Mission 2: Stop Limping Pre-flop

Doug HullDoug Hull RCP Coach Posts: 1,684 -
edited February 2017 in General Concepts
by Doug Hull on Tue Jul 15, 2014 7:18 pm

Poker missions for continuous improvement:

In my book: Poker Plays You Can Use
http://redchippoker.com/store/poker-pla ... use-ebook/

I outlined some concrete steps you could take at the table to become a better player. Each week, I will post the next of these missions. Please try it out and let us know how it affects your game.

[Mission intro from book, new mission is at bottom]
If you are already playing a bigger game, you might want to drop to lower stakes. It should make the bigger bluffs, thin value bets and floats easier to stomach. Doing these missions is going to increase your variance.

You are going to have some big winning sessions, but you are also going to bluff your entire stack into a big hand at some point. Sometimes it will happen four times in a session! This will rattle your confidence and make you want to go back to ABC poker. Do not do that. Take stock of what happened, learn from it, and carry on.

These missions are designed to help you avoid making the same flaws that the Villians in this book made, and, at the same time, teach you to exploit those flaws in other players. Each mission is presented as a small, focused exercise so you can work on one new skill at a time.
Remember that there is some element of luck and chance in poker. If a mission does not work out successfully for you the first time you try it, do not assume that it is a poor strategy. These are strategies that are winning moves over time; they are not winning moves every time. Each time you try a new mission, use the strategy for at least one or two entire sessions so that some of the inevitable failures will be hidden by the equally inevitable wins. These missions were designed to do one at a time and in order. Try one mission for a session or two before starting the next mission. Stick with certain mission for a while if you like. This is not a race. Some missions are stepping stones towards better play; once you have learned the lesson, then you no longer need to follow the overly strict rules of the mission. Other missions are designed to get you ready to accomplish the next mission so that the change is not too abrupt. Some missions are rules that will stay in your game indefinitely.

In this mission you have one unbreakable rule:

I will never, under any circumstance, limp pre-flop.

This rule is simple, but iron clad. It does not matter if every player at the table has limped in before you and you are on the Button with JTs. Raise or fold.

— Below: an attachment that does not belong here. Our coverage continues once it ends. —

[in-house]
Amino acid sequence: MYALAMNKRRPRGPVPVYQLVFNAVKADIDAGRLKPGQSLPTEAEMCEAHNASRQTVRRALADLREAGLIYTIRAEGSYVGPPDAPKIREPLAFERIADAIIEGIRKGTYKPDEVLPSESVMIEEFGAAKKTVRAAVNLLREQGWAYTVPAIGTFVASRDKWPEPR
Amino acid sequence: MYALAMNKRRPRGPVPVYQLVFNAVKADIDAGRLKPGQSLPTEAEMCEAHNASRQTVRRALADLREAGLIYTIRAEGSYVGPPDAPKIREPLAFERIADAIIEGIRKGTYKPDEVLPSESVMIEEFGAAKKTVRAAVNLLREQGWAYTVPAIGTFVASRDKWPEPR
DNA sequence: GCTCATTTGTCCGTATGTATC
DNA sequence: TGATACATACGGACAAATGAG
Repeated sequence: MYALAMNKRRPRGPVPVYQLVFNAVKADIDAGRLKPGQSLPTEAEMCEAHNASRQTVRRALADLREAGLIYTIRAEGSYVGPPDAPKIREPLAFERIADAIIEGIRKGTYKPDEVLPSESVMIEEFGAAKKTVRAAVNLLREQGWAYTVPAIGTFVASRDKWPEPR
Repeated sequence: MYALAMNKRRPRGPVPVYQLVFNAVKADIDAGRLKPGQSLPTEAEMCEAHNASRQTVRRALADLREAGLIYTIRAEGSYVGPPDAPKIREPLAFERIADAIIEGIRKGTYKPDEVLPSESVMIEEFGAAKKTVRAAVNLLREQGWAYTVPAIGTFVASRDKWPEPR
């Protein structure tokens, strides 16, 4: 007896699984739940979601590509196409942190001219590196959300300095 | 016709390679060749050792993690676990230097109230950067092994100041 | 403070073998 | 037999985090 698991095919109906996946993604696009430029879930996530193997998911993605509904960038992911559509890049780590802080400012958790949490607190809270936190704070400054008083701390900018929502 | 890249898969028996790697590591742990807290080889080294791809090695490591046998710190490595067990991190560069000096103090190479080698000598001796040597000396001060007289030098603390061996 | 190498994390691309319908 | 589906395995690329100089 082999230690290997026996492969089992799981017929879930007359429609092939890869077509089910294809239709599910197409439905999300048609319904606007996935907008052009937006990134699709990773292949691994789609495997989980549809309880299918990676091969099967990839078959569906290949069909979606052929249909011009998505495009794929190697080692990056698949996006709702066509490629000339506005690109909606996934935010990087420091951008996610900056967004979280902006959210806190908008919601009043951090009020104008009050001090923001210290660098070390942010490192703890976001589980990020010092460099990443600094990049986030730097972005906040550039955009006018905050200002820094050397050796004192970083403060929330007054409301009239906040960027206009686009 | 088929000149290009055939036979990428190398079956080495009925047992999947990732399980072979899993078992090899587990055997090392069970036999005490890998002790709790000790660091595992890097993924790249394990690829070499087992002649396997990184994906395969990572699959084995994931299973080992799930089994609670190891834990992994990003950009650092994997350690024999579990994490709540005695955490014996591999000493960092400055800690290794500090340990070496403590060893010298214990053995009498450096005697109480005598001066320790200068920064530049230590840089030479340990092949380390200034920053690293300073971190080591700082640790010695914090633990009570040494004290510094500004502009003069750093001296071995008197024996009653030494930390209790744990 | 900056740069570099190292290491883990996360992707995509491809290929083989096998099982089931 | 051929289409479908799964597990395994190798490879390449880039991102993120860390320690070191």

Limping leads to limp-calling and being out of position. When you are out of position you are at a great disadvantage to your opponents. Limp-folding is like lighting your money on fire. Flip through the book and see how many hands were advantageous to us because the Villain had limp-called pre-flop.

If you want to see the flop, you need to raise by at least the standard raise for the table plus one big blind per limper in the pot already. My default standard raise is five big blinds plus one big blind per limper. If it has already been raised, you should consider a three-bet but may flat call the raise. If you get three-bet, you may flat call. While it is not forbidden, avoid calling any raise or three-bet out of position. If limped to in the Big Blind, you may check.
This mission will likely see you tightening up pre-flop since it costs you more to get into the flop. What else will it do? It is going to thin the field quite often. It is going to make it substantially more likely that you are in position post-flop. It will also give you the initiative going into many more flops than usual.
Co-founder Red Chip Poker,
Author Poker Plays You Can Use
Author Poker Workbook for Math Geeks
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Comments

  • ScottValScottVal Red Chipper Posts: 108
    I stopped limping about a month ago, and it has improved my game. At the casino where I regularly play, I have a reputation for being an extremely tight player. I used to limp frequently, like many other players. Now that I don't limp, I believe I am being perceived as a tougher player.
  • Christian SotoChristian Soto RCP Coach Posts: 2,193 ✭✭✭✭
    This may be in contrary to what Ed and Doug preech.

    But Limping has some merits.

    If they are 4 Limpers in front and you have pocket 33's in MP, should you open? Especially if you are likely to go Multi-Way?

    Overall I can agree limping, especially open limping can be bad, but I think integrating a good limp strategy is OK.

    Also, if you are playing in a game where you can limp a stronger range than their Opens. But if you open you are likely to get 3bet, and forced to fold, then limping again becomes OK.

    You also force your opponents to define a limp range. On the other hand, if you don't have a limp range, you remove some work from your opponents, given you don't have a limp range at all.

    You can still balance a limp range by limp/raising hands such as Q10cc, AK, 910dd etc.

    Curious on some thoughts.

    *I'm not saying this is my go to strategy, but having it in you bag of weapons is good.
  • ChipTraderChipTrader Red Chipper Posts: 178
    This may be in contrary to what Ed and Doug preech.

    But Limping has some merits.